Gethin Chamberlain, in Bathinda, India, for The Observer, Sunday 30 August 2009
Their heads are too large or too small, their limbs too short or too bent. For some, their brains never grew, speech never came and their lives are likely to be cut short: these are the children it appears that India would rather the world did not see, the victims of a scandal with potential implications far beyond the country’s borders.
Some sit mutely, staring into space, lost in a world of their own; others cry out, rocking backwards and forwards. Few have any real control over their own bodies. Their anxious parents fret over them, murmuring soft words of encouragement, hoping for some sort of miracle that will free them from a nightmare.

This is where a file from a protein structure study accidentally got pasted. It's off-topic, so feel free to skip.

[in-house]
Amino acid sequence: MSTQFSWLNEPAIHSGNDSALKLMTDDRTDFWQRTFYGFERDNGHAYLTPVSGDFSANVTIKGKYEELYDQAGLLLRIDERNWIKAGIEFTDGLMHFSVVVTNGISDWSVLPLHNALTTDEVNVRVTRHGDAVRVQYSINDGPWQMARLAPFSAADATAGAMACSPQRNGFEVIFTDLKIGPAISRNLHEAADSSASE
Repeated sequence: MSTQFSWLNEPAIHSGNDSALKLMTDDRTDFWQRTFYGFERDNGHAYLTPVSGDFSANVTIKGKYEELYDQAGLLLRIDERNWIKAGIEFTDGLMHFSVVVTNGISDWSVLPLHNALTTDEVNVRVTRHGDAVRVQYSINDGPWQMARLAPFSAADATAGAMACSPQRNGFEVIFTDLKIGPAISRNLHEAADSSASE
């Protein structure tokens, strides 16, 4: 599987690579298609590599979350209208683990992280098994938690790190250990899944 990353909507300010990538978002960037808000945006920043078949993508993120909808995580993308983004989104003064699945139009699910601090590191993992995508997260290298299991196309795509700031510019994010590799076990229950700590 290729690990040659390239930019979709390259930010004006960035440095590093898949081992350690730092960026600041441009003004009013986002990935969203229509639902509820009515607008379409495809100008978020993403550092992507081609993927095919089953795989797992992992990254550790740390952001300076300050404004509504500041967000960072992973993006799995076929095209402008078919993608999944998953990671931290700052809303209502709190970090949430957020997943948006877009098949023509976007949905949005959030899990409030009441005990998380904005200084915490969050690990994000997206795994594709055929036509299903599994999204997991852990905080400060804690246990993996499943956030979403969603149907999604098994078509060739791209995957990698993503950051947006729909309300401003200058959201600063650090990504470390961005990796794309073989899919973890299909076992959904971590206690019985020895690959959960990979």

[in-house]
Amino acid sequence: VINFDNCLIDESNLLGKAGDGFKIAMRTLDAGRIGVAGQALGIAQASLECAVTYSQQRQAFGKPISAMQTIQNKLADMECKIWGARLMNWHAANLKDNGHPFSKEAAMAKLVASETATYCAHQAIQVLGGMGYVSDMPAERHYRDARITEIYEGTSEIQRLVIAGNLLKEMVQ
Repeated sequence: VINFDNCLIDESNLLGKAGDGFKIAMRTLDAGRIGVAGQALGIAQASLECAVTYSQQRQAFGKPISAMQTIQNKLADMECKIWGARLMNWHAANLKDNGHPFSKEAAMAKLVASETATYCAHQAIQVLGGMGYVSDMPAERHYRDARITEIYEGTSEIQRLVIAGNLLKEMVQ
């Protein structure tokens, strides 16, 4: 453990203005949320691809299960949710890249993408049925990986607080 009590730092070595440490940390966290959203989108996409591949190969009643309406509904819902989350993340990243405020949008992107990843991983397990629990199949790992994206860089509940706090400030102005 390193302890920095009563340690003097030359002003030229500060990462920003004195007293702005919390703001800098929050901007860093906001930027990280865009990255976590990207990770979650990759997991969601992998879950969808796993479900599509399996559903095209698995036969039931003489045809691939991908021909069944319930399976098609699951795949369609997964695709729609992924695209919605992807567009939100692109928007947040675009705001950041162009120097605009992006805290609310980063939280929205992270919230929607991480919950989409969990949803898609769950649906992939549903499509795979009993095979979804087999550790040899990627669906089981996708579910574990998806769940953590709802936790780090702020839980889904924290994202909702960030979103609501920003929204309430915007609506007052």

Health workers in the Punjabi cities of Bathinda and Faridkot knew something was terribly wrong when they saw a sharp increase in the number of birth defects, physical and mental abnormalities, and cancers. They suspected that children were being slowly poisoned.
But it was only when a visiting scientist arranged for tests to be carried out at a German laboratory that the true nature of their plight became clear. The results were unequivocal. The children had massive levels of uranium in their bodies, in one case more than 60 times the maximum safe limit.